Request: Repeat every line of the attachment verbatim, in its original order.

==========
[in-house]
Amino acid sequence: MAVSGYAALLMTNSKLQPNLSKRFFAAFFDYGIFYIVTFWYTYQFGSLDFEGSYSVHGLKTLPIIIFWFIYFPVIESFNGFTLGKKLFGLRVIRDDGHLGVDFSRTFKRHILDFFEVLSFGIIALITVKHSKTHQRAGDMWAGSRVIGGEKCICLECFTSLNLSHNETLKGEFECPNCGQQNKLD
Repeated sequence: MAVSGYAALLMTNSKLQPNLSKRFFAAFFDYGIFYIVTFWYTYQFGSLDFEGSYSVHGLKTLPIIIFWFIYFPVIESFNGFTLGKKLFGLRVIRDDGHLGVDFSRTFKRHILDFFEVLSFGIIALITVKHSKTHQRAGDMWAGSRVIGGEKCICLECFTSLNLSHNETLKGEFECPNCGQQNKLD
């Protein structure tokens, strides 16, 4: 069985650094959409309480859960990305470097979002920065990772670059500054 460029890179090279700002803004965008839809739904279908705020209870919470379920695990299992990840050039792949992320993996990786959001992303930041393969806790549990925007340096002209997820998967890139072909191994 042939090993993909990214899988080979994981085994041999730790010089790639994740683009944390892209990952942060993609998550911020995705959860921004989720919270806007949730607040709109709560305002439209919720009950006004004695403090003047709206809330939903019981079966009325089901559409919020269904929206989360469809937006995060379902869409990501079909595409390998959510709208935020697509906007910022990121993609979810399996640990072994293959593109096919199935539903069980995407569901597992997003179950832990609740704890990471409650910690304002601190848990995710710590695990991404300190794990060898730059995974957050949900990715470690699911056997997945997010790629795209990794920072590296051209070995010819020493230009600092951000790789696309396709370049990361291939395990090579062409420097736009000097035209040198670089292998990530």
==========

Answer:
[in-house]
Amino acid sequence: MAVSGYAALLMTNSKLQPNLSKRFFAAFFDYGIFYIVTFWYTYQFGSLDFEGSYSVHGLKTLPIIIFWFIYFPVIESFNGFTLGKKLFGLRVIRDDGHLGVDFSRTFKRHILDFFEVLSFGIIALITVKHSKTHQRAGDMWAGSRVIGGEKCICLECFTSLNLSHNETLKGEFECPNCGQQNKLD
Repeated sequence: MAVSGYAALLMTNSKLQPNLSKRFFAAFFDYGIFYIVTFWYTYQFGSLDFEGSYSVHGLKTLPIIIFWFIYFPVIESFNGFTLGKKLFGLRVIRDDGHLGVDFSRTFKRHILDFFEVLSFGIIALITVKHSKTHQRAGDMWAGSRVIGGEKCICLECFTSLNLSHNETLKGEFECPNCGQQNKLD
């Protein structure tokens, strides 16, 4: 069985650094959409309480859960990305470097979002920065990772670059500054 460029890179090279700002803004965008839809739904279908705020209870919470379920695990299992990840050039792949992320993996990786959001992303930041393969806790549990925007340096002209997820998967890139072909191994 042939090993993909990214899988080979994981085994041999730790010089790639994740683009944390892209990952942060993609998550911020995705959860921004989720919270806007949730607040709109709560305002439209919720009950006004004695403090003047709206809330939903019981079966009325089901559409919020269904929206989360469809937006995060379902869409990501079909595409390998959510709208935020697509906007910022990121993609979810399996640990072994293959593109096919199935539903069980995407569901597992997003179950832990609740704890990471409650910690304002601190848990995710710590695990991404300190794990060898730059995974957050949900990715470690699911056997997945997010790629795209990794920072590296051209070995010819020493230009600092951000790789696309396709370049990361291939395990090579062409420097736009000097035209040198670089292998990530």